Financial Risks You Should Be Taking
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Financial Risks You Should Be Taking

As with most things in life, you have to take some financial risks to get bigger rewards. Here are some ideas to get you started.

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Photo by Maxim Hopman on Unsplash

Leaving your comfort zone can be scary — after all, that’s what makes it a comfort zone in the first place! But, as with most things in life, you have to take some financial risks to get bigger rewards. Here are some ideas to get you started.

What Is Financial Risk?

Financial risk is any monetary decision that might make you lose money. However, there’s a difference between being cavalier with your finances and making a calculated move. One involves unreasonable risk, while the other could be beneficial. How do you distinguish the two?

Reasonable risks shouldn’t drain your entire savings account or send you into debt. Buying a Lamborghini when you’re struggling to pay rent? Probably not the wisest move. Considering that only four in 10 Americans have a budget, you may need to take a step back before making any major purchases.

Reasonable risks are intentional, meaning you spent time thinking them through. Maybe you spent years researching how to run a bakery before renting a storefront. A bad financial move would be to get excited about starting a business, immediately open a bakery and buy a bunch of dough. It’s putting the cart before the horse.

Reasonable risks should make you more financially secure in the future. The goal of putting your money into stocks or real estate is to make a profit years later, sometimes even decades from now. Investing your money into a well-known, legitimate business is a reasonable risk. Investing in an untrustworthy source, such as by wiring money to a suspicious company or hiring a capricious business partner, is a bad financial decision.

Financial Risks to Take

There’s no guarantee that any of these moves are right for you, but many successful people have taken these financial risks. Ready for a leap of faith?

1. Invest Your Money

While it’s important to have a savings account, you shouldn’t squirrel away all your earnings under the mattress. That’s because even with interest, you likely won’t make as much extra cash as if you put some of your funds into various stocks, bonds, real estate or other investments. Do thorough research to find out where exactly you should invest.

Another good reason to invest is that inflation can impact your savings account. In other words, the money you’ve saved won’t inflate over time to keep pace with the rising cost of living. That thousand dollars in the bank might not be worth much 50 years from now.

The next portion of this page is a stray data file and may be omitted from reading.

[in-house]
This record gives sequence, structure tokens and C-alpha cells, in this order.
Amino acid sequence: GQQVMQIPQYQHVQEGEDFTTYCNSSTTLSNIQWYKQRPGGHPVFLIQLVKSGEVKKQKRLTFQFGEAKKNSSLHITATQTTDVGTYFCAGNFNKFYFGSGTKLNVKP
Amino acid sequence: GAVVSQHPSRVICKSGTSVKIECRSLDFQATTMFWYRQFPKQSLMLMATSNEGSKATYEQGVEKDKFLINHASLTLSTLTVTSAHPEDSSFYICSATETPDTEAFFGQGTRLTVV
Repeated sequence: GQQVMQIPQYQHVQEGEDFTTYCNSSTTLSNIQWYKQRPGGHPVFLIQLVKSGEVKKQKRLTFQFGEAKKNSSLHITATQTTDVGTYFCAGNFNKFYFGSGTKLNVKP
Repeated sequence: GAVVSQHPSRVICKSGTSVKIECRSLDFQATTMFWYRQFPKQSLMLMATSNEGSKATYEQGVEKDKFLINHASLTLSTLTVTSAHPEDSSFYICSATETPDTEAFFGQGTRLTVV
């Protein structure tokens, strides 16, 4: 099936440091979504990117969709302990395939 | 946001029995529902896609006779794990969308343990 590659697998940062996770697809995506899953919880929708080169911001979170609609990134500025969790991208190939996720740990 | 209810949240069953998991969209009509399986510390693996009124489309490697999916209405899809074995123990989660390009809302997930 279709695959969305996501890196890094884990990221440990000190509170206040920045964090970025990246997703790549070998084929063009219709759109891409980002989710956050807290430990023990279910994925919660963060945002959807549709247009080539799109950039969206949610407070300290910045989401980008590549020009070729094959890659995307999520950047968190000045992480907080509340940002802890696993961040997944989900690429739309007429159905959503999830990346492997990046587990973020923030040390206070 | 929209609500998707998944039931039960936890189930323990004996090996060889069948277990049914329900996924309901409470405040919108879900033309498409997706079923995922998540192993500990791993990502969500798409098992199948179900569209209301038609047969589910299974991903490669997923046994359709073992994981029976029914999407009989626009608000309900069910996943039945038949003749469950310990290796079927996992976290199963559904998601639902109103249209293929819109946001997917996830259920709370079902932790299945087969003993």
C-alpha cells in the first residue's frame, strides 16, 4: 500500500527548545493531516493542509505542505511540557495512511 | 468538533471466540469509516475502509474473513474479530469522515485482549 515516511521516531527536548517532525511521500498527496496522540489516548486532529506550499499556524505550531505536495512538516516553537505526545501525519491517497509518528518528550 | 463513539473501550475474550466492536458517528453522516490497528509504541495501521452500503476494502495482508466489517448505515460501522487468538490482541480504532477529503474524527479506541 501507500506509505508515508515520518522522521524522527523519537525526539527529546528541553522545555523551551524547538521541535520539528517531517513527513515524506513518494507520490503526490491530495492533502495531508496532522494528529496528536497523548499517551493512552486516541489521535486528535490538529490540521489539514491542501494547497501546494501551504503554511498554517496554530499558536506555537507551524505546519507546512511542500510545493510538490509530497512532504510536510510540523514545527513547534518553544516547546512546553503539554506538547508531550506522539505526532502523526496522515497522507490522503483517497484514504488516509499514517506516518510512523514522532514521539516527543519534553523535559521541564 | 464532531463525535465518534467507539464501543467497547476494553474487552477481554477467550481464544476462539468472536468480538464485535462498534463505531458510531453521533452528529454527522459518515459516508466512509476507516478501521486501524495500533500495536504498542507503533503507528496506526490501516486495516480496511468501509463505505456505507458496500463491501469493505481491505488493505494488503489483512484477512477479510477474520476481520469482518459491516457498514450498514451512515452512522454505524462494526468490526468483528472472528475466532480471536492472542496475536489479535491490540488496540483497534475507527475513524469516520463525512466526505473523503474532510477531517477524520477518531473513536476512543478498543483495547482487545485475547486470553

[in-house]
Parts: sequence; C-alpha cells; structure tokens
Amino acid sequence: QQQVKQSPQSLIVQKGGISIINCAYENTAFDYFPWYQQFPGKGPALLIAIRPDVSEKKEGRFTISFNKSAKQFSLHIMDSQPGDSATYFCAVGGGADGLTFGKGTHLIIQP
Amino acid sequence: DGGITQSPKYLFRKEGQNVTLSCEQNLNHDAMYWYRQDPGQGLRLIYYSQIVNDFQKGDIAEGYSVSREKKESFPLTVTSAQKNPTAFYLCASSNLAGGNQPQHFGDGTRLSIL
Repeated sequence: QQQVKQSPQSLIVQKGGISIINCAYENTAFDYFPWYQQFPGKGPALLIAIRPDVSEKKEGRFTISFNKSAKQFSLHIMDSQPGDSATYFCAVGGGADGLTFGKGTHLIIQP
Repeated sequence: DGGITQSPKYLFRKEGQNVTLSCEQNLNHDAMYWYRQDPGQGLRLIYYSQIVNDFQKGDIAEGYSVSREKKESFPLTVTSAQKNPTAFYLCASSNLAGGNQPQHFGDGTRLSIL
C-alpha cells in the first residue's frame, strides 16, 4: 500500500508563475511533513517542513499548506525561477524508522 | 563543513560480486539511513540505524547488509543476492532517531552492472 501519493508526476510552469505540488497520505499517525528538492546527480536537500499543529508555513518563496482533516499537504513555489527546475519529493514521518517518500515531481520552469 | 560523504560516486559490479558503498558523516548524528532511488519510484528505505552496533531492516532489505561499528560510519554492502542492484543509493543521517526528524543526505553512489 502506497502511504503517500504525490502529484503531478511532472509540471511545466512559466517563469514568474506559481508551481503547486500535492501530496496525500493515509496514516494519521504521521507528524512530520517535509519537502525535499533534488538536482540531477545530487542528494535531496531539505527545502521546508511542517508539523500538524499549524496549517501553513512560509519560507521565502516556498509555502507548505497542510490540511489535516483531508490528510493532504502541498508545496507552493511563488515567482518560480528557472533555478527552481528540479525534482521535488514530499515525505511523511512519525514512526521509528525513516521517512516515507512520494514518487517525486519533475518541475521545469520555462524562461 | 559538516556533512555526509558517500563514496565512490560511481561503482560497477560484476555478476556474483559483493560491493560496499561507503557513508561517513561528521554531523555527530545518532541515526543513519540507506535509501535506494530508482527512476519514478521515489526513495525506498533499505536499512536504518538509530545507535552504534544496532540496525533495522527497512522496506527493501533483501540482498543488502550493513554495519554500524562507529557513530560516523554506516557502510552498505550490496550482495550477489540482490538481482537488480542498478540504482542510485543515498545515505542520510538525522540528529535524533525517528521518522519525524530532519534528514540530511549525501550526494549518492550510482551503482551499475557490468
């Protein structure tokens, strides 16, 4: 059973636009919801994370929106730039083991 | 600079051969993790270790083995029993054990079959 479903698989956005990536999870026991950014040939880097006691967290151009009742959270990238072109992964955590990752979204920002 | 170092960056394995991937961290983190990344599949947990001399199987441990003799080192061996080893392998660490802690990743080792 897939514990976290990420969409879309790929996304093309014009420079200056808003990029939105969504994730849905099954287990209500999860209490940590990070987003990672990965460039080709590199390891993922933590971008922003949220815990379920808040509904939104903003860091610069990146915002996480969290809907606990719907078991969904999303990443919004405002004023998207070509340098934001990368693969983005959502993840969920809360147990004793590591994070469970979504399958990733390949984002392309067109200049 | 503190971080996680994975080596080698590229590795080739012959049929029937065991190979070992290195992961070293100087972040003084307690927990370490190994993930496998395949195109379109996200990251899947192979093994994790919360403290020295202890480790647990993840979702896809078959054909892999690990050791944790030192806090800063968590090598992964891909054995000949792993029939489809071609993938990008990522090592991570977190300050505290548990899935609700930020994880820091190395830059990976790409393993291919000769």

2. Find a New Job

This advice depends entirely on your situation. Do you have a fulfilling, financially secure job you can see yourself doing for years? Then, by all means, keep it!

But if you’re stuck in a role that doesn’t feel like a career, you’re dealing with a toxic work environment or you’ve hit a glass ceiling and can’t earn enough to live comfortably, it’s time to consider leaving. To minimize the financial risk of quitting, save a few months’ worth of living expenses first, and try to have another job offer lined up before you put in your notice.

3. Go Back to School

Pursuing a higher education can be costly. However, it can also be your ticket to a more fulfilling career with better pay. Invest in yourself by getting a degree — you can even work on your degree over a long period of time to ease the financial burden. Then, apply for better jobs or ask for a raise at your current workplace. You earned it!

4. Travel

Have you lived in one place your whole life? If so, you could be missing out on knowledge about yourself or opportunities you’d never even dreamed of.

Going to Costa Rica might trigger an interest in wildlife conservation. Living in New York could teach you new ways to save money while enjoying a sense of community. Or, maybe you always dreamed of working on a cruise ship, but spending a week at sea makes you realize how much you miss dry land.

Traveling or even moving is a financial risk, but it’s one worth taking to learn more about yourself and the world.

5. Become an Entrepreneur

Do you dream of being your own boss, setting your own hours and doing something you truly love? Starting your own business could be the way to go. Of course, this can be a financially risky move — 38% of entrepreneurs who fail do so because they ran out of funds. Another 35% of failed businesses didn’t provide a useful product or service.

But even a “failed” business could still provide immense value to your life. Starting and maintaining your own company is a learning experience that shows drive, determination and passion. If you decide to apply for a new job, many employers will look fondly on these traits. And, if you ever decide to try again, you won’t be starting from square one.

The Safest Risks to Take

There’s no such thing as an entirely safe risk — that’s an oxymoron. But you can make calculated decisions that are likely to help you in the long run.

By investing your money into a diversified portfolio, finding a job that balances work and home life, getting a higher education or even starting your own business, you’ll probably make more money over time. And, at the very least, you’ll learn something from the experience.

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This article has not been reviewed by Odyssey HQ and solely reflects the ideas and opinions of the creator.
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